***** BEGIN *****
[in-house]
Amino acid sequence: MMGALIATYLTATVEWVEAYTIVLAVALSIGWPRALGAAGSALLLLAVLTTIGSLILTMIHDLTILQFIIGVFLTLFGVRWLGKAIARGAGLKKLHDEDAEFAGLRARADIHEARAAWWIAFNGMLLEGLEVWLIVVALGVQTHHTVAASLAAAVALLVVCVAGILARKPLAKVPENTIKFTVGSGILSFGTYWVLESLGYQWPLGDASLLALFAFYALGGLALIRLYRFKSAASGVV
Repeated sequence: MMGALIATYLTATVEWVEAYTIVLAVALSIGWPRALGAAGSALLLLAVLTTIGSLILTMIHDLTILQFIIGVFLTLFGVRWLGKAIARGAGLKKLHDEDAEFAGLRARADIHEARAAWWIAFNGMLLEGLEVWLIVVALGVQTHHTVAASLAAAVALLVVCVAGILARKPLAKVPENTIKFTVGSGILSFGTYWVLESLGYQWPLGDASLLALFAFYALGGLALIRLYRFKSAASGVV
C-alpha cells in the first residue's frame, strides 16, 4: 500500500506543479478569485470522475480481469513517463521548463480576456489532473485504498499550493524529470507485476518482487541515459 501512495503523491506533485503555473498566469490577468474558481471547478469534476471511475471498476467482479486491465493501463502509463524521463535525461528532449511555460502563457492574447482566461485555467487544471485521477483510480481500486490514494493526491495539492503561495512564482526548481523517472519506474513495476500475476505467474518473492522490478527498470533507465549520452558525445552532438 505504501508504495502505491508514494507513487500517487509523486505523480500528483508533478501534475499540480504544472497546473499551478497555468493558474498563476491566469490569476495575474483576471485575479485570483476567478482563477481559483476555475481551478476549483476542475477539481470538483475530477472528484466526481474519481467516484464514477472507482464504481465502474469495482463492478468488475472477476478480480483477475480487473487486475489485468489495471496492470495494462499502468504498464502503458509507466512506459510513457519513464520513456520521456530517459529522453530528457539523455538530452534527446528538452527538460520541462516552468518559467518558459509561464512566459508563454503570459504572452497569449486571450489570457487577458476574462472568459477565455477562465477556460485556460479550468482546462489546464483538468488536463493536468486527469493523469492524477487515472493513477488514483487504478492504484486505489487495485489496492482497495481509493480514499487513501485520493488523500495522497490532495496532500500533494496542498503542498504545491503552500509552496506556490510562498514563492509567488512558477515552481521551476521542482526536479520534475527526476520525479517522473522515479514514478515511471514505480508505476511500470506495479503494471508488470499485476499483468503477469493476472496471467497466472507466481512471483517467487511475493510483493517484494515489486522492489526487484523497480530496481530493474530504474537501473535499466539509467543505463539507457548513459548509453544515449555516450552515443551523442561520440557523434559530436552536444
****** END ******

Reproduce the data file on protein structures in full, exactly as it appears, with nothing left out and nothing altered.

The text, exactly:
[in-house]
Amino acid sequence: MMGALIATYLTATVEWVEAYTIVLAVALSIGWPRALGAAGSALLLLAVLTTIGSLILTMIHDLTILQFIIGVFLTLFGVRWLGKAIARGAGLKKLHDEDAEFAGLRARADIHEARAAWWIAFNGMLLEGLEVWLIVVALGVQTHHTVAASLAAAVALLVVCVAGILARKPLAKVPENTIKFTVGSGILSFGTYWVLESLGYQWPLGDASLLALFAFYALGGLALIRLYRFKSAASGVV
Repeated sequence: MMGALIATYLTATVEWVEAYTIVLAVALSIGWPRALGAAGSALLLLAVLTTIGSLILTMIHDLTILQFIIGVFLTLFGVRWLGKAIARGAGLKKLHDEDAEFAGLRARADIHEARAAWWIAFNGMLLEGLEVWLIVVALGVQTHHTVAASLAAAVALLVVCVAGILARKPLAKVPENTIKFTVGSGILSFGTYWVLESLGYQWPLGDASLLALFAFYALGGLALIRLYRFKSAASGVV
C-alpha cells in the first residue's frame, strides 16, 4: 500500500506543479478569485470522475480481469513517463521548463480576456489532473485504498499550493524529470507485476518482487541515459 501512495503523491506533485503555473498566469490577468474558481471547478469534476471511475471498476467482479486491465493501463502509463524521463535525461528532449511555460502563457492574447482566461485555467487544471485521477483510480481500486490514494493526491495539492503561495512564482526548481523517472519506474513495476500475476505467474518473492522490478527498470533507465549520452558525445552532438 505504501508504495502505491508514494507513487500517487509523486505523480500528483508533478501534475499540480504544472497546473499551478497555468493558474498563476491566469490569476495575474483576471485575479485570483476567478482563477481559483476555475481551478476549483476542475477539481470538483475530477472528484466526481474519481467516484464514477472507482464504481465502474469495482463492478468488475472477476478480480483477475480487473487486475489485468489495471496492470495494462499502468504498464502503458509507466512506459510513457519513464520513456520521456530517459529522453530528457539523455538530452534527446528538452527538460520541462516552468518559467518558459509561464512566459508563454503570459504572452497569449486571450489570457487577458476574462472568459477565455477562465477556460485556460479550468482546462489546464483538468488536463493536468486527469493523469492524477487515472493513477488514483487504478492504484486505489487495485489496492482497495481509493480514499487513501485520493488523500495522497490532495496532500500533494496542498503542498504545491503552500509552496506556490510562498514563492509567488512558477515552481521551476521542482526536479520534475527526476520525479517522473522515479514514478515511471514505480508505476511500470506495479503494471508488470499485476499483468503477469493476472496471467497466472507466481512471483517467487511475493510483493517484494515489486522492489526487484523497480530496481530493474530504474537501473535499466539509467543505463539507457548513459548509453544515449555516450552515443551523442561520440557523434559530436552536444